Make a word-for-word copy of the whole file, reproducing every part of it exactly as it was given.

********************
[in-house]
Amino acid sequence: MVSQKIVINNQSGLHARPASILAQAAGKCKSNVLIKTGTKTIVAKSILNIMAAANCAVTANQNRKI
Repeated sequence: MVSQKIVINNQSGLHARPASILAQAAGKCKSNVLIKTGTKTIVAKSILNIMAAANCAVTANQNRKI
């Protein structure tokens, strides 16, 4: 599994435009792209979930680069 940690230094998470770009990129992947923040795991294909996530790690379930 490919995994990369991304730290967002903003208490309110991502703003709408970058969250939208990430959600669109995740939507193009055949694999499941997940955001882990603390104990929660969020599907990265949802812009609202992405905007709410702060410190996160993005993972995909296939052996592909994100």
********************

[in-house]
Amino acid sequence: MVSQKIVINNQSGLHARPASILAQAAGKCKSNVLIKTGTKTIVAKSILNIMAAANCAVTANQNRKI
Repeated sequence: MVSQKIVINNQSGLHARPASILAQAAGKCKSNVLIKTGTKTIVAKSILNIMAAANCAVTANQNRKI
């Protein structure tokens, strides 16, 4: 599994435009792209979930680069 940690230094998470770009990129992947923040795991294909996530790690379930 490919995994990369991304730290967002903003208490309110991502703003709408970058969250939208990430959600669109995740939507193009055949694999499941997940955001882990603390104990929660969020599907990265949802812009609202992405905007709410702060410190996160993005993972995909296939052996592909994100």